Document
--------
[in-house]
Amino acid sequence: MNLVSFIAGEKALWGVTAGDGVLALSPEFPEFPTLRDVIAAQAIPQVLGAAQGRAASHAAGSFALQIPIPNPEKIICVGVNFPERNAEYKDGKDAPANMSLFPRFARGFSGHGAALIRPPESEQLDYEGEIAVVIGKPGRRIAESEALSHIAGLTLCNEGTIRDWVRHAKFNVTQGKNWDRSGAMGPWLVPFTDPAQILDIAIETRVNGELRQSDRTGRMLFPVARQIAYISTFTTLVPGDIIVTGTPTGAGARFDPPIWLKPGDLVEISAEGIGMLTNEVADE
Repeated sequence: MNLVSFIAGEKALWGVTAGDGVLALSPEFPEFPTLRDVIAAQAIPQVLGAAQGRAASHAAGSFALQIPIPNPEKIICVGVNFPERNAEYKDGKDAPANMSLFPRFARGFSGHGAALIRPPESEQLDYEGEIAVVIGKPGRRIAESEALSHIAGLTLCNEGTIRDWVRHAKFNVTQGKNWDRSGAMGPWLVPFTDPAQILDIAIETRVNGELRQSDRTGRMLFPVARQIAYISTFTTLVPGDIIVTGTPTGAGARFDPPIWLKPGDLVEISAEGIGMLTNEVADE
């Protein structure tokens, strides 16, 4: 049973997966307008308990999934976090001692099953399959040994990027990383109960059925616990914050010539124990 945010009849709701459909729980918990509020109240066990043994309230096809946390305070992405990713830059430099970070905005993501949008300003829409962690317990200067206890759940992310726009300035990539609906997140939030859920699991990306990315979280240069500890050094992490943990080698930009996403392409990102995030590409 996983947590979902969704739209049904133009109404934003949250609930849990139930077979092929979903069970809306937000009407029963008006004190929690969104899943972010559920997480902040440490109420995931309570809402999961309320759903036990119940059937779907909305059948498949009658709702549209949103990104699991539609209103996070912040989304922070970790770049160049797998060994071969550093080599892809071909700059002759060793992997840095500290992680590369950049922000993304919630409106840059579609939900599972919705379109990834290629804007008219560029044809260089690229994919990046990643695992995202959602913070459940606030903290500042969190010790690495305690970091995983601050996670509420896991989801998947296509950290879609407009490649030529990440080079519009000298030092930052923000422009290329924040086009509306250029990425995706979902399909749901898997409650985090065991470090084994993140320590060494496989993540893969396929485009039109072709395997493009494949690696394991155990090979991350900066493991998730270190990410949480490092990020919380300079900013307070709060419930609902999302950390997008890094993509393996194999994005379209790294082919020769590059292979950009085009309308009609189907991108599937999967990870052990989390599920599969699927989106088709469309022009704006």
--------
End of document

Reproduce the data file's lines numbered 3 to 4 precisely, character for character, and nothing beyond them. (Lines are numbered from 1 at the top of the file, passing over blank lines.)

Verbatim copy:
Repeated sequence: MNLVSFIAGEKALWGVTAGDGVLALSPEFPEFPTLRDVIAAQAIPQVLGAAQGRAASHAAGSFALQIPIPNPEKIICVGVNFPERNAEYKDGKDAPANMSLFPRFARGFSGHGAALIRPPESEQLDYEGEIAVVIGKPGRRIAESEALSHIAGLTLCNEGTIRDWVRHAKFNVTQGKNWDRSGAMGPWLVPFTDPAQILDIAIETRVNGELRQSDRTGRMLFPVARQIAYISTFTTLVPGDIIVTGTPTGAGARFDPPIWLKPGDLVEISAEGIGMLTNEVADE
């Protein structure tokens, strides 16, 4: 049973997966307008308990999934976090001692099953399959040994990027990383109960059925616990914050010539124990 945010009849709701459909729980918990509020109240066990043994309230096809946390305070992405990713830059430099970070905005993501949008300003829409962690317990200067206890759940992310726009300035990539609906997140939030859920699991990306990315979280240069500890050094992490943990080698930009996403392409990102995030590409 996983947590979902969704739209049904133009109404934003949250609930849990139930077979092929979903069970809306937000009407029963008006004190929690969104899943972010559920997480902040440490109420995931309570809402999961309320759903036990119940059937779907909305059948498949009658709702549209949103990104699991539609209103996070912040989304922070970790770049160049797998060994071969550093080599892809071909700059002759060793992997840095500290992680590369950049922000993304919630409106840059579609939900599972919705379109990834290629804007008219560029044809260089690229994919990046990643695992995202959602913070459940606030903290500042969190010790690495305690970091995983601050996670509420896991989801998947296509950290879609407009490649030529990440080079519009000298030092930052923000422009290329924040086009509306250029990425995706979902399909749901898997409650985090065991470090084994993140320590060494496989993540893969396929485009039109072709395997493009494949690696394991155990090979991350900066493991998730270190990410949480490092990020919380300079900013307070709060419930609902999302950390997008890094993509393996194999994005379209790294082919020769590059292979950009085009309308009609189907991108599937999967990870052990989390599920599969699927989106088709469309022009704006």